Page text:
Cornerback Nevin Lawson
►2019 cap hit: $5.9 million (includes $550,000 bonus)
►Dead money: $1.7 million
►Analysis: Lawson played the third-most defensive snaps for the Lions defense last season, splitting time between starting outside and in the nickel. His physical play limits the completions he allows, but also results in plenty of penalties. And his career-long struggles with ball skills persist. He broke up just five passes last season and is still looking for his first career interception. The Lions figure to be in the market for a cornerback this offseason, and $5.9 million might seem like a lot for a backup, but Lawson would provide reliable depth at multiple spots and he’s a known commodity on multiple special teams units.
Safety Tavon Wilson
►2019 cap hit: $3.8 million
►Dead money: $875,000
►Analysis: With Quandre Diggs moving full time to safety, and rookie Tracy Walker being worked into the mix, Wilson’s defensive playing time plummeted to 30.8 percent of the reps. But assuming the team parts ways with Quin, there will still be a need for safety depth. Wilson would be the most experienced option still on the roster.
Punter Sam Martin
►2019 cap hit: $3 million
►Dead money: $1 million
►Analysis: Martin bounced back in 2018, but still wasn’t able to return to his 2016 form, when he was setting franchise records. The Lions could be tempted to snag a cheaper option in the draft. There’s also Ryan Santoso, last year’s training camp backup, who is back on a futures deal.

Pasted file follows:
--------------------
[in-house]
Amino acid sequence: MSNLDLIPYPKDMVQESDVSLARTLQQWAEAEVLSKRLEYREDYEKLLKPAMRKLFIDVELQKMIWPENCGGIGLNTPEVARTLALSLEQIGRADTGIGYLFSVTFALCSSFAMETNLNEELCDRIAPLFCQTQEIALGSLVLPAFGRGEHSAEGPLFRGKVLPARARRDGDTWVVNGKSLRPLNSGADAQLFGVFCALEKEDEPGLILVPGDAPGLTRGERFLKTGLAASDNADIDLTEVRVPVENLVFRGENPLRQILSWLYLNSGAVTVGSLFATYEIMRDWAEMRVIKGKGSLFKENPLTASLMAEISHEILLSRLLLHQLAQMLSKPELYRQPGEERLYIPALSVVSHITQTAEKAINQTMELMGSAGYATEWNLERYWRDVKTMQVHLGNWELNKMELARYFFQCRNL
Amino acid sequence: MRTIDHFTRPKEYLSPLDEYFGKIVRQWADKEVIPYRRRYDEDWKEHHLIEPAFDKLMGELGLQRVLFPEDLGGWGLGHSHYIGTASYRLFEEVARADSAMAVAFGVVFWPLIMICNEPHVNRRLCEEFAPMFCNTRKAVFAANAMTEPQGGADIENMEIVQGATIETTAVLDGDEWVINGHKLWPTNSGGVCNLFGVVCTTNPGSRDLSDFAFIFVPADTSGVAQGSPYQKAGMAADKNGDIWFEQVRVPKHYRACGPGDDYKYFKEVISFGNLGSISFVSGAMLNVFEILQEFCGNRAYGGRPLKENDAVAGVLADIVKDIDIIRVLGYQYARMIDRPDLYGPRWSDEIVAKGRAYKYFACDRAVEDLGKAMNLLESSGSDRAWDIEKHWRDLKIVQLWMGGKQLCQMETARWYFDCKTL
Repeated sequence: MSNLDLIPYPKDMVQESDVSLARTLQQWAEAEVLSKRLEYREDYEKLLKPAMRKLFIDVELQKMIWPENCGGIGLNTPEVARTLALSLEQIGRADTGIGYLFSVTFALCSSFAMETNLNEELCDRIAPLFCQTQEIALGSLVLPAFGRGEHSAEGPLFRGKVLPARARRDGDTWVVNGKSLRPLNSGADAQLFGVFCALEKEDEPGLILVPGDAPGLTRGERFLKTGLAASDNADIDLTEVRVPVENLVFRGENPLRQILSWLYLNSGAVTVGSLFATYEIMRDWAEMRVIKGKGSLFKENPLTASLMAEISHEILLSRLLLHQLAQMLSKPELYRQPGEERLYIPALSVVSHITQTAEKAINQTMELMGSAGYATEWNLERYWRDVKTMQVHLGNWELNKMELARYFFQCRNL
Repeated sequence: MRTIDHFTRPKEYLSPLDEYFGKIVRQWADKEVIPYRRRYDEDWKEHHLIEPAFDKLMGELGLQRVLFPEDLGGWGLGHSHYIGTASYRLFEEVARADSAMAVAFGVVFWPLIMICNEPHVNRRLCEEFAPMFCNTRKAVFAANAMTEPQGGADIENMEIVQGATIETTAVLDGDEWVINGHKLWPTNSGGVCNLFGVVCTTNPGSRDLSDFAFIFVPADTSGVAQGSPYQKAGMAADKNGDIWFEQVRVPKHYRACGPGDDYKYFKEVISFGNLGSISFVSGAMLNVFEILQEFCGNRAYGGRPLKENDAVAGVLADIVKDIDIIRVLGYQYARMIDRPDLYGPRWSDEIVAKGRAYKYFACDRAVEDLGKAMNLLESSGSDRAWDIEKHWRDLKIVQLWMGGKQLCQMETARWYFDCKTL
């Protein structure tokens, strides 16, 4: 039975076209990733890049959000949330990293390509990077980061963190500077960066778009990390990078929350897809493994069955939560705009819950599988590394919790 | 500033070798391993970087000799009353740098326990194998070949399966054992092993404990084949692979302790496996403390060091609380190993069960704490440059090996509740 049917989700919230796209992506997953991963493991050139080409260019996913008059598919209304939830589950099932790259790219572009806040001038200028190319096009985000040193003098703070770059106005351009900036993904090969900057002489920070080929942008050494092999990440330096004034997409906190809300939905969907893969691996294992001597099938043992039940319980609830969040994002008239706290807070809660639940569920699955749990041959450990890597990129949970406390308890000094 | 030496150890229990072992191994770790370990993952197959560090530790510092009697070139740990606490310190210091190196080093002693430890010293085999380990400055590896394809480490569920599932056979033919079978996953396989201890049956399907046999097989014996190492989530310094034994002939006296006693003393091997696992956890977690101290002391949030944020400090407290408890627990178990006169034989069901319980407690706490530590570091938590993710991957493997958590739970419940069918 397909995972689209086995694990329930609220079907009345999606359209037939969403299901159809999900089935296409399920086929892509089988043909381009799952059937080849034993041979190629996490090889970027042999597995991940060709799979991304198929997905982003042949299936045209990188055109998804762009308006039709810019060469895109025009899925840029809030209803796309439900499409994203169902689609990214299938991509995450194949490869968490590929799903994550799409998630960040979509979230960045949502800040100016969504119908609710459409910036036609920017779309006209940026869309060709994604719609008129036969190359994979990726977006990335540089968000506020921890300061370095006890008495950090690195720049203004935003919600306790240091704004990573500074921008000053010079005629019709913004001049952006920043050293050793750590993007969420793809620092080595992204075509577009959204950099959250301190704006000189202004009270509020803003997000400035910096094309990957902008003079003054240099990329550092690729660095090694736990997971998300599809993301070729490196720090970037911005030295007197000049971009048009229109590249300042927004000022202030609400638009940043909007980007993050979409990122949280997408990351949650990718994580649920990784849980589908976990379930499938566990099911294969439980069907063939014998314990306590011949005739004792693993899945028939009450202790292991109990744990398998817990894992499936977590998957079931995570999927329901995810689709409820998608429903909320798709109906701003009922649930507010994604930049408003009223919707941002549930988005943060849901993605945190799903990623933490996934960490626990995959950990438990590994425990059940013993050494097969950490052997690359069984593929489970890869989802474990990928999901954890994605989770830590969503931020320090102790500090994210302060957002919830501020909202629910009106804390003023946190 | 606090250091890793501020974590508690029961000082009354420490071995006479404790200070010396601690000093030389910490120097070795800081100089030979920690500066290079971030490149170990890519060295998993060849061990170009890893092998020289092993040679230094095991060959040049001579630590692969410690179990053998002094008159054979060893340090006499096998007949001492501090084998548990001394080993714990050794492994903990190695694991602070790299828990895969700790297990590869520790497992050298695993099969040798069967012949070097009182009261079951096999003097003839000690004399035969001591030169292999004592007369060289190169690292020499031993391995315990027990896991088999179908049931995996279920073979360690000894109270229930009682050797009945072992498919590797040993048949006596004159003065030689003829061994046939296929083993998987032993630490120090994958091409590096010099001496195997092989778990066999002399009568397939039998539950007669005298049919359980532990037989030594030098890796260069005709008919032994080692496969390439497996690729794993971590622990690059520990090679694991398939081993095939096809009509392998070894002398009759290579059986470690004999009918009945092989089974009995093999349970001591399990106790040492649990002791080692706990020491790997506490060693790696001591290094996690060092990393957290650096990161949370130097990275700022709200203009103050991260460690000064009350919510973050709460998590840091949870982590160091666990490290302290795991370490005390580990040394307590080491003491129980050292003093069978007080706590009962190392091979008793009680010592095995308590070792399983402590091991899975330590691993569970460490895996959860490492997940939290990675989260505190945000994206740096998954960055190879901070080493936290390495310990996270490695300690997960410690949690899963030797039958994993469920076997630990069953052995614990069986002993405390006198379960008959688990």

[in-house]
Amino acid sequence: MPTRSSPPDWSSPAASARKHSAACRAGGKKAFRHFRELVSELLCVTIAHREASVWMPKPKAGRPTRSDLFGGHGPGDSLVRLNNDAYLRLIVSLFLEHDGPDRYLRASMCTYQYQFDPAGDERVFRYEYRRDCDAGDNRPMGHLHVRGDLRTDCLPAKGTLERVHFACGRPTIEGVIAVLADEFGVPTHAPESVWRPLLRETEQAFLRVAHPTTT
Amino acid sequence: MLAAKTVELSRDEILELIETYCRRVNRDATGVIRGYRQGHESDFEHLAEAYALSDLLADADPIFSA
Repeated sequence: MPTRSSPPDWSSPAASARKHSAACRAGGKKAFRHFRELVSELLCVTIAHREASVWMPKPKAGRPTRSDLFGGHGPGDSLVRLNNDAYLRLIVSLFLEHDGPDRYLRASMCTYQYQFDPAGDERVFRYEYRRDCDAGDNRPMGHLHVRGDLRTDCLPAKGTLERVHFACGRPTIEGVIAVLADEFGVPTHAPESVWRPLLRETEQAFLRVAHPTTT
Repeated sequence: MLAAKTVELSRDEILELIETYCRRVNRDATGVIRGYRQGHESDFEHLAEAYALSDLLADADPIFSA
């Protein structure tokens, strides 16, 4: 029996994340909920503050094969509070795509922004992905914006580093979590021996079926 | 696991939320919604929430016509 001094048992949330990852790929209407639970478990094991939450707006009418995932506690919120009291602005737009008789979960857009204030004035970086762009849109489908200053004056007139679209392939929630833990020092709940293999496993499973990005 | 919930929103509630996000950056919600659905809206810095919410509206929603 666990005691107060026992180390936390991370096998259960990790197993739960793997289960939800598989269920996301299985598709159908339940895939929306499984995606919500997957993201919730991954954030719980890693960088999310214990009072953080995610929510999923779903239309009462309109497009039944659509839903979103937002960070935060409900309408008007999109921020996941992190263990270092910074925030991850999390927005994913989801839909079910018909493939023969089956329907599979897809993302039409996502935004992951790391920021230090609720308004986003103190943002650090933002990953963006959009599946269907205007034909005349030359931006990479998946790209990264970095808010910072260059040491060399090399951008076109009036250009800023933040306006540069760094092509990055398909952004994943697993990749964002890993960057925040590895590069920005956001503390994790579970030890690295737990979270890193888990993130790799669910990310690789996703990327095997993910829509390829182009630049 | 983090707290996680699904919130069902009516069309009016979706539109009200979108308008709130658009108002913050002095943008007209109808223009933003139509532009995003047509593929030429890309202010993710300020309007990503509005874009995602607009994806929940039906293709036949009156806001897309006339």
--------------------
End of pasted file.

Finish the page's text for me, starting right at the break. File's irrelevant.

Linebacker Christian Jones
►2019 cap hit: $3.9 million
►Dead money: $875,000
►Analysis: Jones provided solid returns in his first season with the franchise, playing nearly two-thirds of the defensive snaps while recording 69 tackles, three pass breakups and a sack. The Lions could certainly be in the market for an upgrade at the weakside position this offseason, but it wouldn’t be surprising to see the team stick it out with Jones, especially given his special teams contributions.
Guard Kenny Wiggins
►2019 cap hit: $3.1 million
►Dead money: $375,000
►Analysis: Wiggins played a lot last season, filling in for Lang after the veteran starter was lost for the year. As with any backup pressed into that kind of playing time, there were plenty of inconsistencies with his performance, particularly his pass protection against some of the league’s better interior linemen. But the team clearly preferred him over the younger, cheaper Joe Dahl.
Wide receiver Marvin Jones
►2019 cap hit: $9.2 million
►Dead money: $5.4 million
►Analysis: It’s highly unlikely the Lions would cut Jones. That wouldn’t make much financial sense, given the cost of a replacement. But there’s been some thought the Lions may shop him in the trade market, possibly to fill a different roster or to stock up on draft equity. Still, without adding another playmaking receiver via trade, free agency or early in the draft, moving Jones seems unlikely.
Releasing Quin and Lang would save the Lions $14 million after you add two contracts on to the bottom of the top-51 calculation. And, if the team is aggressive with its offseason overhaul, parting with Lawson, Riddick, Wilson, Jones, Martin and Wiggins could create upwards of $15 million more.
Regardless, the Lions are likely to be in the middle of the pack in space entering free agency. Nine teams are already projected to have more than $60 million to work with prior to making any roster moves. Still, the Lions should have enough to pursue even the top-of-the-market free agents, if that’s general manager Bob Quinn’s preference.